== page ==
Good music’s always personal. Not simply between the artist and his work, but between the music and its listeners, setting a mood for the day, offering an escape for the week. Saturday night came too slowly for me, after weeks of nagging work, but it finally came. And so I was more than happy to go to Mohawk and listen to tour buddies Active Child and School of Seven Bells, who proved that—even during ACL hipster hell chaos—we can find peace in music and comfort in its followers.
The Active Child and Seven Bells combo is one of the most symbiotic I’ve witnessed, at least in a while. Both bands’ music were perfectly fitting not only with each other, but for the eerie calm of the night at Mohawk patio.
|Active Child at Mohawk|
Los Angeles-based Pat Grossi, aka Active Child, opened the show to an expectant crowd who showed their support well throughout the set, swaying and cheering, never still. There was a permanent echo through the first half of the night—Active Child’s ghost-like wailing, the beautiful and modern electro synth-pop mixes bounced off the patio walls, like music lingering in nature. It was fantastic to witness, that simple commitment that never flailed, not once. If anything, Active Child’s mixes seemed almost out of place, too unsettling and soothingly dramatic for an ordinary Saturday night.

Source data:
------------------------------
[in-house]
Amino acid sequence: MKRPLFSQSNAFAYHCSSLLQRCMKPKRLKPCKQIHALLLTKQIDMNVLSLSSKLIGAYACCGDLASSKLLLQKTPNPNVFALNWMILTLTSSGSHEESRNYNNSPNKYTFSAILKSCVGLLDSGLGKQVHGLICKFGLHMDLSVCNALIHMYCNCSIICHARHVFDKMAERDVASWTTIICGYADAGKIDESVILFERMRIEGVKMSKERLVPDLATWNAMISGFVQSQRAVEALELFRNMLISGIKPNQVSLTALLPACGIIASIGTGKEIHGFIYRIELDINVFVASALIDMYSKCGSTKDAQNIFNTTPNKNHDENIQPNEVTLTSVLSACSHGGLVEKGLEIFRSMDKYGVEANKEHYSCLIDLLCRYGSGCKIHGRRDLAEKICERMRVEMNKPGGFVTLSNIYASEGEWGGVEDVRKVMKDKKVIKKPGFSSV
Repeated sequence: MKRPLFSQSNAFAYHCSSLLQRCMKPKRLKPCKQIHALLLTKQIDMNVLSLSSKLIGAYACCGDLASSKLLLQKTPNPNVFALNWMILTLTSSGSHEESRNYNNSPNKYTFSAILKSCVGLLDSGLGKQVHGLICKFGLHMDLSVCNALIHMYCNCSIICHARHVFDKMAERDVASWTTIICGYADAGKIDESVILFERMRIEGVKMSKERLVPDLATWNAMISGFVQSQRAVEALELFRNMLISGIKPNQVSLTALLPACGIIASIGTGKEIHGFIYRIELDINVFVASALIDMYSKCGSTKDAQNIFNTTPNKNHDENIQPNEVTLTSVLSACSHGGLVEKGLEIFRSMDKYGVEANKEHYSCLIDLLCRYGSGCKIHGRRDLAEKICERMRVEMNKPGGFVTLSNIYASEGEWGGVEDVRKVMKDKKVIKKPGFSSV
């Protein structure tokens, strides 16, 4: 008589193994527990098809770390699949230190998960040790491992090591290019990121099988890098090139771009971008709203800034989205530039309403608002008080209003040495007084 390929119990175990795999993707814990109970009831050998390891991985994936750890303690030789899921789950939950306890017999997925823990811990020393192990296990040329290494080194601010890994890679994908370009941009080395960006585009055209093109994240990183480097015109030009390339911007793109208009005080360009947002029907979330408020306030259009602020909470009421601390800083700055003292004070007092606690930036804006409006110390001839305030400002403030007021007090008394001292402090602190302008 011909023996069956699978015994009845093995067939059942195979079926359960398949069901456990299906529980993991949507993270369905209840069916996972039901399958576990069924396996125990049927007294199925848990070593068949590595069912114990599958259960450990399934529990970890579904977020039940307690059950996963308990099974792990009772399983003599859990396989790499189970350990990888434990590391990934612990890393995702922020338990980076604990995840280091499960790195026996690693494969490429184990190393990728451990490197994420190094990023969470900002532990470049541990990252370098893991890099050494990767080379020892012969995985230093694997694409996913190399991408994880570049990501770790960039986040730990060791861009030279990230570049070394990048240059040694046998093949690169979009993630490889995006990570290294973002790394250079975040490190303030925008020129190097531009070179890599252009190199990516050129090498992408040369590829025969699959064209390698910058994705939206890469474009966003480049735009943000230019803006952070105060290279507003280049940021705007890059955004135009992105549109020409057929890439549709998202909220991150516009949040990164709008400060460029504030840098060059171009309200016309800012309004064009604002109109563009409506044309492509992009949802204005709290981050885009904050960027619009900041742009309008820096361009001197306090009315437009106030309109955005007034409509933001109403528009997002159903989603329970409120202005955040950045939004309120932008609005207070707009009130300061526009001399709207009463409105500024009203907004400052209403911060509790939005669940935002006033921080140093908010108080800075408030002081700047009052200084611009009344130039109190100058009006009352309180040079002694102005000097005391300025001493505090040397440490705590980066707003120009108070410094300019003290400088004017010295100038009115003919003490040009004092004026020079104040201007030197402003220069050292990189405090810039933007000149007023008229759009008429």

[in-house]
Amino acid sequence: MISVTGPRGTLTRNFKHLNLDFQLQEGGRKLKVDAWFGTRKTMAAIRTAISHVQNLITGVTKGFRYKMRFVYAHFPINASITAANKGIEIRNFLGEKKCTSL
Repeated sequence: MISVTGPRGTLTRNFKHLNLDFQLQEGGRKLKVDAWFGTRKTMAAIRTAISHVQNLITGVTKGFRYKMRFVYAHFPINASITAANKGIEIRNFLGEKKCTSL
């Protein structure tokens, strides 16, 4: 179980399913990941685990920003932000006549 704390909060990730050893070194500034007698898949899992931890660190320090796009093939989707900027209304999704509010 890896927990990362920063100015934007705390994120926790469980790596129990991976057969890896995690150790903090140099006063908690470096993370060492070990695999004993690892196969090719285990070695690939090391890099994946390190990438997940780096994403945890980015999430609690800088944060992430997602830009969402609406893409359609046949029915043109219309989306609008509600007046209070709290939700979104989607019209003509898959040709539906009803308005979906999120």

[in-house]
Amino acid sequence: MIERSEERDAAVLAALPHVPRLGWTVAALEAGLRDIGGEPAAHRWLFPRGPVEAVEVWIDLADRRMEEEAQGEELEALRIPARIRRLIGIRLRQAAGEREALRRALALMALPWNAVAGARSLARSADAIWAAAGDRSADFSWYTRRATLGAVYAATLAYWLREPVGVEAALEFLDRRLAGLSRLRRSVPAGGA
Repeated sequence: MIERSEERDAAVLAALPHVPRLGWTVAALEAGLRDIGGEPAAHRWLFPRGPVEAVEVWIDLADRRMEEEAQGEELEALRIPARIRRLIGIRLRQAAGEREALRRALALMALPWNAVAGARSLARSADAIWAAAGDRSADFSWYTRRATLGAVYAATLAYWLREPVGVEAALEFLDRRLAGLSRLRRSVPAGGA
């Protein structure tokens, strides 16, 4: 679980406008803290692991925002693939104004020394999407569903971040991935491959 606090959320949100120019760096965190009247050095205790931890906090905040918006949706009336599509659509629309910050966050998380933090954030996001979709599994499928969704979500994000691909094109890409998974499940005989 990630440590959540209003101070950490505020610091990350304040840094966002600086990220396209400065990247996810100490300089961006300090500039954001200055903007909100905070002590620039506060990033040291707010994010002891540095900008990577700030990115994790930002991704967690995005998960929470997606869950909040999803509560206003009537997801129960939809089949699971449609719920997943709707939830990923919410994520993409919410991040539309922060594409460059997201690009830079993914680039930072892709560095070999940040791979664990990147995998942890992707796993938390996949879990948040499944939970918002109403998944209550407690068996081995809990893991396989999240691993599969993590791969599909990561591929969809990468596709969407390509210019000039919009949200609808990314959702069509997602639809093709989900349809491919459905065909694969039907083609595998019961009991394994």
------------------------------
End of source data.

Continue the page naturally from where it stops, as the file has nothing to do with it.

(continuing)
School of Seven Bells took the stage to a hungry audience, maybe having to do with the fact that the group includes a very attractive pair of twins, Alejandra and Claudia Deheza. To many’s disappointment—including my boyfriend’s, ahem—Claudia was M.I.A. But the show went on, and the band did an incredible job despite the twin’s absence. Seven Bells’ music is definitely personal, not because it tells stories of lovers past, but because there’s an obvious connection that could be seen while they were playing, an honest-to-God incendiary chemistry between playmates that only helped their angelic—and very indie rock—melodies.
If there was one turn-off during their set, it was the lack of interaction with the crowd—it wasn’t til the second-to-last song that they finally spoke, letting us know it would be their last. After that came an encore, before which guitarrist Benjamin Curtis took the time to say, “We love you guys, really.” This struck a little hypocritical for several people I overheard, snarking at the band’s dryness with the audience. There is a certain level of importance to a band’s interaction with its crowd, because it can make or break a show. Some bands take the stage, completely unknown, and win and charm us through their witty banter or flirty smiles. The audience feels as if for one night, they get a short and sweet relationship with the artist, and School of Seven Bells didn’t deliver.
But their music, the aspect of the utmost importance, was a definite win—cloudy and hazy yet fluid, always exciting. Enigmatic. The set ended on a high note, finishing off with a climax of cascading guitars, and that was it. It was a short show, a fast one. But hey, at least for me, both Active Child and School of Seven Bells provided just what I needed—true escape.
School of Seven Bells and Active Child performed at Mohawk on Oct 9.